Perth, Western Australia Explained

State:Western Australia
Pop Footnotes:(June 2007)
Density Footnotes:(2006)
Stategov:Perth (and 41 others)
Fedgov:Perth (and 10 others)

Perth is the capital and largest city of the Australian state of Western Australia. With a population of 1,554,769 (2007), Perth ranks fourth amongst the nation's cities, with a growth rate consistently above the national average.[1]

Perth was founded on 12 June 1829 by Captain James Stirling as the political centre of the free settler Swan River Colony. It has continued to serve as the seat of Government for Western Australia to the present day.

The metropolitan area is located in the south west of the continent between the Indian Ocean and a low coastal escarpment known as the Darling Range. The central business district and suburbs of Perth are situated on the Swan River. Perth is ranked 4th on The Economist's 2008 list of the World's Most Livable Cities.[2]

Perth became known worldwide as the "City of Lights" as city residents lit their houselights and streetlights as American astronaut John Glenn passed overhead while orbiting the earth on Friendship 7 in 1962.[3] The city repeated its feat as Glenn passed overhead on the Space Shuttle in 1998.[4] [5]


See main article: History of Perth, Western Australia.


Before European settlement the area had been inhabited by the Whadjuk Noongar people for over 40,000 years, as evidenced by archaeological findings on the Upper Swan River.[6] These Aborigines occupied the southwest corner of Western Australia, living as hunter-gatherers. The lakes on the coastal plain were particularly important to them, providing both spiritual and physical sustenance.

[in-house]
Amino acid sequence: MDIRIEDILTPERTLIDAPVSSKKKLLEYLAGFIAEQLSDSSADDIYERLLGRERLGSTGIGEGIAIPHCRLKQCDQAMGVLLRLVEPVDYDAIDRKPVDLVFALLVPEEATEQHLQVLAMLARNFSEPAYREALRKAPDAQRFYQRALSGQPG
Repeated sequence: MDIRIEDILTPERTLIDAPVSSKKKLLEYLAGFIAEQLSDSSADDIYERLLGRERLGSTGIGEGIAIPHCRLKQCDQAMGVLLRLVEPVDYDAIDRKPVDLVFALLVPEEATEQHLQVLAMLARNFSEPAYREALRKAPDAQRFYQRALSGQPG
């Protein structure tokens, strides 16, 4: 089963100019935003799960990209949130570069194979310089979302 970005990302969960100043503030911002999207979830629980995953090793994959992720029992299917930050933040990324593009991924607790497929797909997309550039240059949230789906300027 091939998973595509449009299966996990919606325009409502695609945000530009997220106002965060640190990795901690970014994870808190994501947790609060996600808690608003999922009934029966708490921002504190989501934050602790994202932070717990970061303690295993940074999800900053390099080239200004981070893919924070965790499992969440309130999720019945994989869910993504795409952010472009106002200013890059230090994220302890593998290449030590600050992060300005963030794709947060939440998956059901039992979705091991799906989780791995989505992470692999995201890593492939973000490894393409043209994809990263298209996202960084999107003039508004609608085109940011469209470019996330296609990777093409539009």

Rottnest, Carnac and Garden Islands were also important to the Noongar. About 5,000 years ago the sea levels were low enough that they could walk to the limestone outcrops.

The area where Perth now stands was called Boorloo by the Aboriginals living there at the time of their first contact with Europeans in 1827. Boorloo formed part of Mooro, the tribal lands of the Yellagonga, one of several groups based around the Swan River and known collectively as the Whadjuk. The Whadjuk were part of a larger group of thirteen or more tribes which formed the south west socio-linguistic block known as the Noongar (The People), also sometimes called the Bibbulmun.

On 19 September 2006, the Federal Court of Australia brought down a judgment recognising Noongar native title over the Perth metropolitan area, in the case of Bennell v State of Western Australia [2006] FCA 1243.[7]

Early European sightings

The first documented European sighting of the region was made by the Dutch Captain Willem de Vlamingh and his crew on 10 January 1697.[8] Subsequent sightings between this date and 1829 were made by other Europeans, but as in the case of the sighting and observations made by Vlamingh, the area was considered to be inhospitable and unsuitable for the agriculture which would be needed to sustain a settlement

The Swan River Colony

See main article: Swan River Colony. Although the British Army had established a base at King George Sound (later Albany) on the south coast of western Australia in 1826 in response to rumours that the area would be annexed by France, Perth was the first full scale settlement by Europeans in the western third of the continent. The British colony would be officially designated Western Australia in 1832, but was known informally for many years as the Swan River Colony after the area's major watercourse.